View Full Version : Rectangular tube instead of C Channel

Sun 20 December 2009, 22:34
Hi Guys, I'm looking at building a MM. I have a CNC Bridgeport and a manual Bridgeport, buy I'm looking at expanding into a new venture and I think a MM will work well. One thing that I would want to change is the main C Channel. I saw that one build used an I beam, I would like to use a rectangular tube. I don't really care about the extra cost vs. the channel, my main reason I would like to do this is I want the stiffest and most ridgid frame possible. Secondly what I would like to do is add an epoxy granite mixture to the inside of the tube to add ridgidity and mass. I believe that this will help dampen any vibration caused by the router. I know that this will add costs, but again I accept this. I know that this machine is designed to cut sheet goods, but I don't see why the extra stiffness and ridgidity won't help when cutting sheet goods and would definately be an asset if cutting aluminum or when engraving. I look forward to any suggestions, criticism or input, Ron

Mon 21 December 2009, 02:32

I thought if I would ever build another machine, I would use rectangular tubing, two stacked on top of each other. I tend to feel this way because I have had problems with the straightness of my C Channel. I don't think you need to fill the tube with epoxy granite.

I will be interested in your progress and design.

Robert M
Mon 21 December 2009, 04:22
Gerald, Allow me if I may !! ]( or discard it, I’m ok with that too)[/[/SIZE]I]

Ron, See, you say a MM will work well !?!
I’m confused ( to be sarcastic) where you tend to come forward to make a MechMate compete with a SUPER heavy duty machine, while the original concept is to allow a simple, very economical diy solution at a very robust cost effective ratio effectiveness !
No complex structure, no completed filling and so on….nothing more than crud structural C-channel affordable steel, yet so many time buy so many has proven to be more than enough.

“[I]but I don't see why the extra stiffness and rigidity won't help when cutting sheet goods”

It may have a positive effect to think to improve it, but again, why devote energy on something that already make cuts more than perfect for what it is intend to ?
Kinda like seeking to buy a tank to go local grocery !
Not a good metaphor, but you and other get the point !
As it is design, it already does better than what it is needed for, cutting sheet goods and even other materials not indented to be cutting at, but did / does a dam good job at it.
As other has shown in this forum, it may even cut other fancy material better than some very fancy machining process machinery…. So no logical pragmatic reason for this tube filed design !?!

Not saying you have a bad idea, or you totally wrong…Sure redesigning a CNC with tubes, mass filled and so on may be ( and I should say more than “maybe”, but “will be” ) better, but again, the objective is to allow a simple design with simple access with as low & affordable materials as possible to do a simple, effective, hi-quality result….and it does it better !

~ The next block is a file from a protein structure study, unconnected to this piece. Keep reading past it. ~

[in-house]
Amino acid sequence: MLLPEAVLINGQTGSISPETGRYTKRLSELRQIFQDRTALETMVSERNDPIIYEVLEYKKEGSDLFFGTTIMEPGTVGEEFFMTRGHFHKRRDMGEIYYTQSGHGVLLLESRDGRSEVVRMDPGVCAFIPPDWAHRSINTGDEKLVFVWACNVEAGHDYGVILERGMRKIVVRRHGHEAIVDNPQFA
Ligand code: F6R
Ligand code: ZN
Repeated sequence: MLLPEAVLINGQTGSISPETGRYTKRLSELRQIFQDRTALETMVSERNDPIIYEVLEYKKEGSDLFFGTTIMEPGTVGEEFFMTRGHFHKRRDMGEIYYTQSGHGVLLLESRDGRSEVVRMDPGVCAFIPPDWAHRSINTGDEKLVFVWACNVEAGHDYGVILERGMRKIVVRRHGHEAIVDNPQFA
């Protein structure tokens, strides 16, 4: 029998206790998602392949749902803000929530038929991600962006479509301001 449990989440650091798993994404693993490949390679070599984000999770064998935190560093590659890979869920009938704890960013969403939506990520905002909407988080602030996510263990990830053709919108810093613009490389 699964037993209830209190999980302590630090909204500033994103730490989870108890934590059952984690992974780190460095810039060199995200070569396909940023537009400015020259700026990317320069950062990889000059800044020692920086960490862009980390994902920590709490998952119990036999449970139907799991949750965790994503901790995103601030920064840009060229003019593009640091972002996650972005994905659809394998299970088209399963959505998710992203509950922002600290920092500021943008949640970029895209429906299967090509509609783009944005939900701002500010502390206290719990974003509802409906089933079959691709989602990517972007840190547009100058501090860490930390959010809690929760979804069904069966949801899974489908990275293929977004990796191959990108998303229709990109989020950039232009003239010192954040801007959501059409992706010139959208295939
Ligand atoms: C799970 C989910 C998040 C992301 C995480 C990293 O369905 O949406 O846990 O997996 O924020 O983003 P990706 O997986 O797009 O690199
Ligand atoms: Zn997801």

( Funny or ironic to explain this as I'm one who did some design changes to have it do more than it is originally design to !!?? :o )

Anicalement, Robert ;)

J.R. Hatcher
Mon 21 December 2009, 06:25
I'm kinda with Robert on his thoughts, I also think the design of the MechMate is well tuned, I can't see a single weak link in my machine, I don't see any over or under design in any of the parts or components. I think if you beef up the base then you need to beef up the gantry ...... and if you beef up the gantry then you need to beef up the Y car ...... and then the Z slide ...... and then a router surly wouldn't work. Gerald started with a shopbot and saw the need for improvements, after several he realized its not a shopbot anymore. After several major changes to the MechMate would it still be a MechMate? :confused:

Gerald D
Mon 21 December 2009, 06:50
I see no harm in trying super-heavy x-rails. Once before I mentioned the possibility of a concrete table. The heavier, the better. But, is it worth the trouble? I think not.

Mon 21 December 2009, 07:35
The beauty of Gerald's design is that you can modify it to your heart's content, so give it a try and see what happens.

Mon 21 December 2009, 08:34
I can appreciate all of your opinions and I in NO way meant to demean or belittle Gerald's hard work. I like options. I know that these machines are highly capable and well thought out, but there is always room for improvement, or an easier way to do something (it may not always cost less money). I like the idea of a boxed frame. I would not want to beef up the Y axis because I do not want to add any extra weight to the moving parts of the machine.

I plan on buying the v rail, I don't have alot of time to build this machine. I need to start using it, also I hate grinding and I don't want to deal with the mess. Although something I may do to limit the grinding is machine the v on the channel, this way I will be truing the v to the table instead of removing a bunch of stock. Just some thoughts.

Gerald D
Mon 21 December 2009, 09:13
Our first table was boxed tube. I avoided putting boxed tube on the drawings because:
- it is not easy to get around the world in a convenient size for the height needed
- very unlikely to get a cheap used piece at a scrap merchant
- it is expensive purchased new
- limited lengths available (more scrap)
- the C section used for the second table performed as well

Mon 21 December 2009, 10:34
Thanks for the input Gerald. I'm sure I'll have more questions once I start building.